Monday, 27 July 2009

Working My Way Up

Today I went to the gym again after a week not having been there. Can't really say much about it other than that for some reason my hips were killing me during the first few minutes of cardio (cross trainer). Seems to be fine now. I chatted a bit more with the two girls who work there. They had checked my site after I had given the address last week, but other than informing with me when I'll appear on TV again they seemed intent on keeping their distance. I'm not sure why, but I think I'll just leave matters at this for now. In other news, the woman I would often go to the gym with together hasn't shown a sign of life other than a few updates on her Hyves profile, so I guess we won't be doing joint exercises any time soon. Kind of disappointing, as I quite liked her as a gym partner and as someone to chat with.

After returning home from the gym I first had lunch, followed by a shower. For some reason I began to feel really nauseous and weak during the shower up to the point where I nearly fainted. I did manage to finish the shower and took a nap immediately afterwards. I woke up at around 5.30 PM, shortly before Pieter returned from his work.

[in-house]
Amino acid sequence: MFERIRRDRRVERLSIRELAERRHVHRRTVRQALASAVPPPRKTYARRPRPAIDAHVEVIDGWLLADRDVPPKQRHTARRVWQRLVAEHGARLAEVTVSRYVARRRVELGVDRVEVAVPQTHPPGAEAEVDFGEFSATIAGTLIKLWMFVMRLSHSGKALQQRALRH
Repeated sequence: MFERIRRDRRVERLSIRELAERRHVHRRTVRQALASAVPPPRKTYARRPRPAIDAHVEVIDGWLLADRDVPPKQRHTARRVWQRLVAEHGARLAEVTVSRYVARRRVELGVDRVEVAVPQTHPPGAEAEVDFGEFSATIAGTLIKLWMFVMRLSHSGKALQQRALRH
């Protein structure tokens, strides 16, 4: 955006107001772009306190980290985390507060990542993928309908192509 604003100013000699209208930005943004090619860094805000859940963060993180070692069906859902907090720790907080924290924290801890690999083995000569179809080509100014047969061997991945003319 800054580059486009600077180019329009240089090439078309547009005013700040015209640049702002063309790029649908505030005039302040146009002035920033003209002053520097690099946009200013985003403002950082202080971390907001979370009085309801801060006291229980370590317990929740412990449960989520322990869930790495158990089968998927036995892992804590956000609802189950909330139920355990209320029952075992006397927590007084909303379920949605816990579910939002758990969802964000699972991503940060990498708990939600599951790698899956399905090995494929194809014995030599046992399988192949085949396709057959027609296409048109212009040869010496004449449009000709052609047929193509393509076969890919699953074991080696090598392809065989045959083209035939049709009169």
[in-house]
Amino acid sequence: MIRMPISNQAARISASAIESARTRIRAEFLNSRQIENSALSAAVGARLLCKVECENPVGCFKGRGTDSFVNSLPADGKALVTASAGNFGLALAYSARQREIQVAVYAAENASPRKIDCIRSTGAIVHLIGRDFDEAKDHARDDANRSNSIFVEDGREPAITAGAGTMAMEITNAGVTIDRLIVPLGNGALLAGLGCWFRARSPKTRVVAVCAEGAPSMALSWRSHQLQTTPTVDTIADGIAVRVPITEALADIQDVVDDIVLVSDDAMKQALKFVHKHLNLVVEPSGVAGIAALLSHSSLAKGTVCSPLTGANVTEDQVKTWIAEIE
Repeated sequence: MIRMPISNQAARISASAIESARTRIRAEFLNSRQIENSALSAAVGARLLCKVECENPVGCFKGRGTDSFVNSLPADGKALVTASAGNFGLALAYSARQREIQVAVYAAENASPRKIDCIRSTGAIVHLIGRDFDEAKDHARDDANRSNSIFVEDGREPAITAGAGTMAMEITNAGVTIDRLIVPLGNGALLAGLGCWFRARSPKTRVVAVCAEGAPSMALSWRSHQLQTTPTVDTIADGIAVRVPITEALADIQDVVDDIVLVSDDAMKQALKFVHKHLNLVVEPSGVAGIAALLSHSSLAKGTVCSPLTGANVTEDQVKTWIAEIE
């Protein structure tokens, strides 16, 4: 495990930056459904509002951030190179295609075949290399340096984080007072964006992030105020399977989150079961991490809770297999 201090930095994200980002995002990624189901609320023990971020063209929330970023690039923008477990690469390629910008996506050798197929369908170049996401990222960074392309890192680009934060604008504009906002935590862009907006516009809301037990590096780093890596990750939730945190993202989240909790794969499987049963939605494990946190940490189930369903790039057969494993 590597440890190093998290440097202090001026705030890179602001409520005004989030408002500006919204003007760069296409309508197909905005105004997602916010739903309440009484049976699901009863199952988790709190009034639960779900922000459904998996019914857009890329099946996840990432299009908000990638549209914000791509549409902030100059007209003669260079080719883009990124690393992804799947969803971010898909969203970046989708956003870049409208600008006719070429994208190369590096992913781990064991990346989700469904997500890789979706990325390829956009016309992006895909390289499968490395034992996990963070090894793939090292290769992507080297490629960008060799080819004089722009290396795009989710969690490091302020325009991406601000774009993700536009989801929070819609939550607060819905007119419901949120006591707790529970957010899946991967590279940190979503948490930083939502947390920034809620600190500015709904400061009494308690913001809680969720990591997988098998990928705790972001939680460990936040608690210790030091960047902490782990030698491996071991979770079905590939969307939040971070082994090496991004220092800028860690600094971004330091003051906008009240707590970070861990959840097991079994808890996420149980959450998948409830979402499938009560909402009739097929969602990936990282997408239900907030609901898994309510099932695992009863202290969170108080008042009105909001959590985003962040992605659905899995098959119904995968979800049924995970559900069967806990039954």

When I turned on my PC after the nap I noticed a new email message, which turned out to be from Lydia van der Weide (, a journalist and sister of the man who did the TV interview two weeks ago. She would like to interview me for an article which will be published in one or more magazines. We discussed a few details today and I'll soon hear more from her.

I find it to be kind of heartening to hear that my story and my struggle to get more attention for intersexuality is receiving the attention I feel it so deserves. At any rate it's a nice thing to tide me over until my appointment at the UMCG next month. It's really tough to live in a continuing state of uncertainty and in the realization that few, if any, people truly care about what happens to me. Let's just say that the selfishness of people isn't just real, it's legendary. It's why it only pays to focus on the <1% who actually do care.


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